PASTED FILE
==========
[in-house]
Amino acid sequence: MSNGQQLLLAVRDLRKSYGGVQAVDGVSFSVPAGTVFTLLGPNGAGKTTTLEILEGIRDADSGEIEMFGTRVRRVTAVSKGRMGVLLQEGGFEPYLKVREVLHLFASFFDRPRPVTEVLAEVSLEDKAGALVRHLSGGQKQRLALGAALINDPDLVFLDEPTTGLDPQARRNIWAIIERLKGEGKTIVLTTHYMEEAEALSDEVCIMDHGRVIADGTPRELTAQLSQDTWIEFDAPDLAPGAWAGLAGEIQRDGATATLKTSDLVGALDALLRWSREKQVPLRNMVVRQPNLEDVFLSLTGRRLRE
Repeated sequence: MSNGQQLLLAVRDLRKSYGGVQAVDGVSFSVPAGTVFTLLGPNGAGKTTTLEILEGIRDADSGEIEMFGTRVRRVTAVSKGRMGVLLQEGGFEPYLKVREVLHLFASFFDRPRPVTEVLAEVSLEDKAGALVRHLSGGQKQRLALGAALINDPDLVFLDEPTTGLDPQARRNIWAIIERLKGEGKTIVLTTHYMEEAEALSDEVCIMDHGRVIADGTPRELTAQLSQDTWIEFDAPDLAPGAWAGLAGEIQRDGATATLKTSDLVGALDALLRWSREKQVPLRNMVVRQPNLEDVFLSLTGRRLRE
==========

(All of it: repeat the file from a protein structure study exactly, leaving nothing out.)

[in-house]
Amino acid sequence: MSNGQQLLLAVRDLRKSYGGVQAVDGVSFSVPAGTVFTLLGPNGAGKTTTLEILEGIRDADSGEIEMFGTRVRRVTAVSKGRMGVLLQEGGFEPYLKVREVLHLFASFFDRPRPVTEVLAEVSLEDKAGALVRHLSGGQKQRLALGAALINDPDLVFLDEPTTGLDPQARRNIWAIIERLKGEGKTIVLTTHYMEEAEALSDEVCIMDHGRVIADGTPRELTAQLSQDTWIEFDAPDLAPGAWAGLAGEIQRDGATATLKTSDLVGALDALLRWSREKQVPLRNMVVRQPNLEDVFLSLTGRRLRE
Repeated sequence: MSNGQQLLLAVRDLRKSYGGVQAVDGVSFSVPAGTVFTLLGPNGAGKTTTLEILEGIRDADSGEIEMFGTRVRRVTAVSKGRMGVLLQEGGFEPYLKVREVLHLFASFFDRPRPVTEVLAEVSLEDKAGALVRHLSGGQKQRLALGAALINDPDLVFLDEPTTGLDPQARRNIWAIIERLKGEGKTIVLTTHYMEEAEALSDEVCIMDHGRVIADGTPRELTAQLSQDTWIEFDAPDLAPGAWAGLAGEIQRDGATATLKTSDLVGALDALLRWSREKQVPLRNMVVRQPNLEDVFLSLTGRRLRE